Laser beams and BIM

How laser scanning and BIM has helped solve the logistics and structural issues of replacing two giant steel plant motors.

Port Talbot steelworks, in Wales, UK, has been making steel for more than 100 years. To increase capacity and efficiency, owner Tata Steel is investing in several upgrade projects. At the hot strip mill, cold steel slabs are heated to 1250°C and rolled into shapes suitable for construction, manufacturing and automotive components.

The building that houses the hot strip mill is 1km long. Within it, the roughing mill presses the red hot steel slabs to a tenth of their original thickness as they pass back and forth through two rollers, each powered by its own giant motor. The existing motors have been operating more or less continuously since the mid-1980s and replacement with more powerful motors is now vital.

“When operating at full tilt, the new motors will draw the same amount of power as the whole town of Port Talbot, much of it reclaimed as a by-product from other operations within the plant,” explains Mott MacDonald project manager John Farrow. “This upgrade will increase the efficiency and speed of the hot mill process, contributing to an enhancement of the plant’s overall productivity and ensuring that it remains at the cutting edge of steel production long into the future.”

The motors will be transported by sea and transferred across the site by heavy lifting specialists. They will each arrive in the hot mill in two pieces that will be joined in a delicate, millimetre accurate operation; the completed units, each the size of a truck and weighing 200t, will then be lifted into their final positions.


Remotoring the operational Port Talbot roughing mill brings a number of significant challenges:

    • Hundreds of drawings showing structural and equipment changes over the decades have to be co-ordinated.
    • The larger, heavier motors must be assembled in a part of the mill that was never designed for such loading, posing problems for the foundations.
    • The sizeable motors must be manoeuvred between existing equipment within the mill and around new auxiliary plant that will be installed to power the new motors.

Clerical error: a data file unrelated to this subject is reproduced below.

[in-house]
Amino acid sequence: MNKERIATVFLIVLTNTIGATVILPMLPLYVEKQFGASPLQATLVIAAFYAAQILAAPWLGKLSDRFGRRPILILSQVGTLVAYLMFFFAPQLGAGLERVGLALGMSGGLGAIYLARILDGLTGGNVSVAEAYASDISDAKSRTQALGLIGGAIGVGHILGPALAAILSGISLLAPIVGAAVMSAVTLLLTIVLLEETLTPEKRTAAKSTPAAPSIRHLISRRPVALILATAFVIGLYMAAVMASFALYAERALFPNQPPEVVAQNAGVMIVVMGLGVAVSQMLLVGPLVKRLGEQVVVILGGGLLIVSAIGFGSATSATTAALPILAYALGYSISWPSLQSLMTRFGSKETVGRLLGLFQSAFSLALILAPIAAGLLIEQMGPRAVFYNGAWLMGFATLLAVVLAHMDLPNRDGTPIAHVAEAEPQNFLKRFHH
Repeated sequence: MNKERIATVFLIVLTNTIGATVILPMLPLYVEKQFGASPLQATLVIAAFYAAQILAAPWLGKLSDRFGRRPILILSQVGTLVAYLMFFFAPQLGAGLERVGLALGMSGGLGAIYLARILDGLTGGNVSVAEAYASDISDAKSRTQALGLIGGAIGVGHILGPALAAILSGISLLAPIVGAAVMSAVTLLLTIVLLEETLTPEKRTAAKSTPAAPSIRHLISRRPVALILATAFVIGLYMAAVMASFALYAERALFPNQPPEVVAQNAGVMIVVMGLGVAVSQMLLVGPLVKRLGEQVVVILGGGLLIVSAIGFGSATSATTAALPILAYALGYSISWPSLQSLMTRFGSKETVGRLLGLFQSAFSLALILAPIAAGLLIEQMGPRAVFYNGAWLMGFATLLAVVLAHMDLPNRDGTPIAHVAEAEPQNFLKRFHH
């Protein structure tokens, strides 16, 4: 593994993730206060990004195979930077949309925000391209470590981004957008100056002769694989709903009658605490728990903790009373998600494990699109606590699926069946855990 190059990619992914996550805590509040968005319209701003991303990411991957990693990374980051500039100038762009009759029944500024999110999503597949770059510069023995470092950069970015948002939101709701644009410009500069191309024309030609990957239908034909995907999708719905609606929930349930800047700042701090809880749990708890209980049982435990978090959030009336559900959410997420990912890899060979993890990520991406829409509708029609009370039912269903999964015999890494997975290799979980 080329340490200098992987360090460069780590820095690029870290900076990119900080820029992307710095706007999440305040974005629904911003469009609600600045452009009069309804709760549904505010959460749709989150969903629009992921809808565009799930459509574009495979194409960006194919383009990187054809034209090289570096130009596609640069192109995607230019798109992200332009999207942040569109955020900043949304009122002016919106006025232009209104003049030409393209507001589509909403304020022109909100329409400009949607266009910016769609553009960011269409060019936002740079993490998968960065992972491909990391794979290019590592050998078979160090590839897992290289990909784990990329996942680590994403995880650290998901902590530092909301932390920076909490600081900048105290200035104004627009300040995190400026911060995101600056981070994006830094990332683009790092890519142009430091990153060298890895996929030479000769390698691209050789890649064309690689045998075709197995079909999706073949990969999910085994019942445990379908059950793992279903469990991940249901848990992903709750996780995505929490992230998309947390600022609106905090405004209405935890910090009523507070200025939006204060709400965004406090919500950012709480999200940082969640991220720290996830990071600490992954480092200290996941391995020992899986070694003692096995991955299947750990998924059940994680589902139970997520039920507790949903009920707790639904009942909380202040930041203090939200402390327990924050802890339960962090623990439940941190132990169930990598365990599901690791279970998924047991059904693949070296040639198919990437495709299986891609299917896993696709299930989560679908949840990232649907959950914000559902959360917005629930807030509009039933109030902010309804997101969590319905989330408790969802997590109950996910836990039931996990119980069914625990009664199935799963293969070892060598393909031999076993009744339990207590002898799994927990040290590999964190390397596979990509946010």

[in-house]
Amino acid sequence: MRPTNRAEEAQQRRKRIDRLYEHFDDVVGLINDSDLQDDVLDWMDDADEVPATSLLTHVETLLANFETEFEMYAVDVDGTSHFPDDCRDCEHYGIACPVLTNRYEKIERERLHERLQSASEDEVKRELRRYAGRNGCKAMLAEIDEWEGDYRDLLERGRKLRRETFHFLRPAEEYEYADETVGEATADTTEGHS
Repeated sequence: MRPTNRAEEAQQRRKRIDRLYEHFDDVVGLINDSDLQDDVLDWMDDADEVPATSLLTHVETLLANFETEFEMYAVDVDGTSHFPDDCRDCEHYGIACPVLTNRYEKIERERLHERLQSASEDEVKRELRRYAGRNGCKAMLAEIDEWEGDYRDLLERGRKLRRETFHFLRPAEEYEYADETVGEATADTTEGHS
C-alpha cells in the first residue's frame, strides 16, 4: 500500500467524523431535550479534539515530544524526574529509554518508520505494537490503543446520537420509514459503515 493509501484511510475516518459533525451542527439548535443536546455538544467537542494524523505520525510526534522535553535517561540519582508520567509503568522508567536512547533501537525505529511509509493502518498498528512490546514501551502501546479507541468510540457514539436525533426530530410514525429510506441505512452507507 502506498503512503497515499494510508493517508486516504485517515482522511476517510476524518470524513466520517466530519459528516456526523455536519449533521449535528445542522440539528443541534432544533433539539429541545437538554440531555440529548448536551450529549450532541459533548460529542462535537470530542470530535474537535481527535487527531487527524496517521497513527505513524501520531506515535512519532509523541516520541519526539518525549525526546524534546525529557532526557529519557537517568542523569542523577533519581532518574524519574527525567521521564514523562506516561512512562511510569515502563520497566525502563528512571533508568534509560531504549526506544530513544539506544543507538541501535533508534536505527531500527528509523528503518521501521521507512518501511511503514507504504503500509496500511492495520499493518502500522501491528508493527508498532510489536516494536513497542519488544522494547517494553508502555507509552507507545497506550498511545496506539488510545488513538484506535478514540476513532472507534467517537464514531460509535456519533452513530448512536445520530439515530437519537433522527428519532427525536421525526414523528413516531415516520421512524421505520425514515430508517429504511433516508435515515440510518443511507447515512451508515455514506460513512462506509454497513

• Close collaboration was required between multiple, international supply chain partners as well as a multidisciplinary design team.

As if that’s not enough, installing the upgraded motors requires a shut-down of the mill operations. “That’s a high risk strategy, as the facility is not making money while it’s closed,” Farrow observes. “Any over-run of construction work would have severe knock-on effects on the overall business.”


“From the outset, we made BIM core to our plans,” he John. “We used laser scanning of the hot mill to create interlinked 3D digital models that covered different parts of the building and process. Capturing the mill in such a way took three months, but we could then replace hundreds of drawings with a single overall, current and accurate model. This formed the basis for design and costing of civil engineering works, and gave our client’s engineering teams, our partners and the supply chain a 3D picture of the site that was precise and completely up-to-date.”

Our studies showed that the building foundations would not withstand the load of the motors during the assembly operation. Farrow says: “We’ve designed steel grillages – grids of criss-crossed beams – to form platforms upon which the motors can sit. By spreading the load across the foundation piles, we can avoid additional piling, which would be disruptive. The BIM model has enabled clash detection and co-ordination with existing structures and services.”

With each motor come scores of smaller supporting apparatus, such as hydraulic pumps, which all need a home. “The BIM environment made it easy to visualise how to phase installation,” he explains. “This eliminates physical and schedule clashes and ensures that everything will fit first time.”


To fully unlock the collaborative power of the BIM models, several of Mott MacDonald’s technical experts were absorbed into the client’s project taskforce, working alongside Tata’s project delivery team and supply chain partners. “This close working relationship has been critical to smooth progress, especially as our client has expanded our role to span mechanical and electrical design responsibilities,” says Farrow.

The interlinked BIM models offer a single, reliable source of spatial information within the mill building that can be used as the basis for the whole project design. Operational mills are dangerous places to be, but the ability to interrogate the BIM model eliminates the need to put people in harm’s way and will benefit worker safety throughout and beyond the project.


“The use of BIM as a design aid on new projects is well understood, but using the technology to better understand and operate existing facilities is less common,” Farrow comments. Once installed, the new motors will be there for the next 25 years. The BIM model can incorporate information for servicing and parts; if something goes wrong on a machine, the model could help operators locate the problem quickly and could even autonomously order replacement components.

The revenue lost during closure of the mill requires that essential maintenance shut-downs are carefully choreographed. The BIM model can be used to plan and simulate these maintenance activities, examine delay scenarios, avoid clashes and ensure resources are used efficiently. 

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